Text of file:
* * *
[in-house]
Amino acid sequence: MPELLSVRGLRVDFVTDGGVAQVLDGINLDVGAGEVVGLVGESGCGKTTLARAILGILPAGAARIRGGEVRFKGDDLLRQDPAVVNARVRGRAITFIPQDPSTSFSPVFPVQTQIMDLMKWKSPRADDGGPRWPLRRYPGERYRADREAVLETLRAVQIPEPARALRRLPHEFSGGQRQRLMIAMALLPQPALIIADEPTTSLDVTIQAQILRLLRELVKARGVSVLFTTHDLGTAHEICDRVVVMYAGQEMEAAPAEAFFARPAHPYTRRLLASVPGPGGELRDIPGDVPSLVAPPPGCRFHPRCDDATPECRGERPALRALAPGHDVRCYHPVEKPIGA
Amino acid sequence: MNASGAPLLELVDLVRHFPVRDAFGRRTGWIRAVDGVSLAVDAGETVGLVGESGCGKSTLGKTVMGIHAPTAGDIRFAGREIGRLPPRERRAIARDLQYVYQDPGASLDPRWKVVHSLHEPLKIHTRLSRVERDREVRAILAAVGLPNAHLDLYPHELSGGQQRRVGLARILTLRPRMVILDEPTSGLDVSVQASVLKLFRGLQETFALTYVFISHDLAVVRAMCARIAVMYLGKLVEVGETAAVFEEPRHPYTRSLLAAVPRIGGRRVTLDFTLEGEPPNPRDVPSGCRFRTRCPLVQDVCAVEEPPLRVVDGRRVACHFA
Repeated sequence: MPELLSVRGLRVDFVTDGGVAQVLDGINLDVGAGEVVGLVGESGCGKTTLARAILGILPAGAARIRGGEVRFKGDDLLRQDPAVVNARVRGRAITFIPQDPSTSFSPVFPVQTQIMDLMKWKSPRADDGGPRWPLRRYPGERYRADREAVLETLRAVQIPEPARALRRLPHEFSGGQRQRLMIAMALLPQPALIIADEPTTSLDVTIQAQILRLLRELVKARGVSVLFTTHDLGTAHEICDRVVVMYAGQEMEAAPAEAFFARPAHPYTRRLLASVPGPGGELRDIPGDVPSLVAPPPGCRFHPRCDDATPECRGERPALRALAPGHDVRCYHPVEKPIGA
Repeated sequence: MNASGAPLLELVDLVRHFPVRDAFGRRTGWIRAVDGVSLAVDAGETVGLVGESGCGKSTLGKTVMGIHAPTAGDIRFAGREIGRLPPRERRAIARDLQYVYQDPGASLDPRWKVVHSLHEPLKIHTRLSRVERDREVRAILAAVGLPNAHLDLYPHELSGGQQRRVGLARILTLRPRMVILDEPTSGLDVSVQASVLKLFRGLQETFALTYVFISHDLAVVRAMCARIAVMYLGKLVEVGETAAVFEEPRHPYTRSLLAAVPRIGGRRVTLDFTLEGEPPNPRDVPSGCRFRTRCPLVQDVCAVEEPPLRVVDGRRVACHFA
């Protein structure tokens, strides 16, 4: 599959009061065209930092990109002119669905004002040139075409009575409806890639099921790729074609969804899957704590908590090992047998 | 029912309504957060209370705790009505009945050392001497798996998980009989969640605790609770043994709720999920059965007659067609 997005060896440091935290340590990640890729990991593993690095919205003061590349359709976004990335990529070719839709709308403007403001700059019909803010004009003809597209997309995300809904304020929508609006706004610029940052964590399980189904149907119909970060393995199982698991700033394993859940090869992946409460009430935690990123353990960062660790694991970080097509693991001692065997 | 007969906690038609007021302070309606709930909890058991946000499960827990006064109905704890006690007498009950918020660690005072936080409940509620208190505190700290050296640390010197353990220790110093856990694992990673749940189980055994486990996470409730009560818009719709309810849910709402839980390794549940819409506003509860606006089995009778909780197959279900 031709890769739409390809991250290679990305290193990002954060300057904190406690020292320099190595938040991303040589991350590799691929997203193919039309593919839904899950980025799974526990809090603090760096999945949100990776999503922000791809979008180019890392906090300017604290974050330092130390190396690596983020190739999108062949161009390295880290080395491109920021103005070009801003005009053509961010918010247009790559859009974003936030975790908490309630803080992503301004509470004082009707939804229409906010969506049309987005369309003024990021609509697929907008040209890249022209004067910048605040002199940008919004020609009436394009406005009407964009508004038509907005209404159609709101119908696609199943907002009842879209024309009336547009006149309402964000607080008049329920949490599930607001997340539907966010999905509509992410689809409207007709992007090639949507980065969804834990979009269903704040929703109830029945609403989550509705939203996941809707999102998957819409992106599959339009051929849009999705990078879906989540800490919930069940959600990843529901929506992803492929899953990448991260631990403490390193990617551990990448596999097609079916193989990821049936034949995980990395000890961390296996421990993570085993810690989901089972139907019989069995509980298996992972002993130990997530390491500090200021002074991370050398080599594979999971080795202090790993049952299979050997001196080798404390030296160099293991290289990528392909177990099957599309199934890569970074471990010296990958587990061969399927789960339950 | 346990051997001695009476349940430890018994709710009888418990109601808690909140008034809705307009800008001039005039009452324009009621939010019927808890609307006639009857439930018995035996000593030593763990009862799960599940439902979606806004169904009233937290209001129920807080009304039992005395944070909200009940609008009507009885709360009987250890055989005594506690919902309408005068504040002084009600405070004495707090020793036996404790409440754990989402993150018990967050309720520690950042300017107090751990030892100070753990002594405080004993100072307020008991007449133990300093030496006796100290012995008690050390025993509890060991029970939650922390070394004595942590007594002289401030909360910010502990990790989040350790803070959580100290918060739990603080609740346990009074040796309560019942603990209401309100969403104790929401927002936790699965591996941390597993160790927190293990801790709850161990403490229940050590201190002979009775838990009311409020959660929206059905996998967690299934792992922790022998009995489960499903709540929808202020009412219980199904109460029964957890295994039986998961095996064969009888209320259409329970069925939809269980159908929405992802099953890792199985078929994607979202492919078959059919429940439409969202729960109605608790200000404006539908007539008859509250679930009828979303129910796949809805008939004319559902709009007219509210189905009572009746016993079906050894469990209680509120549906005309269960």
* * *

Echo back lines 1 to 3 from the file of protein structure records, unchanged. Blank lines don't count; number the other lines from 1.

[in-house]
Amino acid sequence: MPELLSVRGLRVDFVTDGGVAQVLDGINLDVGAGEVVGLVGESGCGKTTLARAILGILPAGAARIRGGEVRFKGDDLLRQDPAVVNARVRGRAITFIPQDPSTSFSPVFPVQTQIMDLMKWKSPRADDGGPRWPLRRYPGERYRADREAVLETLRAVQIPEPARALRRLPHEFSGGQRQRLMIAMALLPQPALIIADEPTTSLDVTIQAQILRLLRELVKARGVSVLFTTHDLGTAHEICDRVVVMYAGQEMEAAPAEAFFARPAHPYTRRLLASVPGPGGELRDIPGDVPSLVAPPPGCRFHPRCDDATPECRGERPALRALAPGHDVRCYHPVEKPIGA
Amino acid sequence: MNASGAPLLELVDLVRHFPVRDAFGRRTGWIRAVDGVSLAVDAGETVGLVGESGCGKSTLGKTVMGIHAPTAGDIRFAGREIGRLPPRERRAIARDLQYVYQDPGASLDPRWKVVHSLHEPLKIHTRLSRVERDREVRAILAAVGLPNAHLDLYPHELSGGQQRRVGLARILTLRPRMVILDEPTSGLDVSVQASVLKLFRGLQETFALTYVFISHDLAVVRAMCARIAVMYLGKLVEVGETAAVFEEPRHPYTRSLLAAVPRIGGRRVTLDFTLEGEPPNPRDVPSGCRFRTRCPLVQDVCAVEEPPLRVVDGRRVACHFA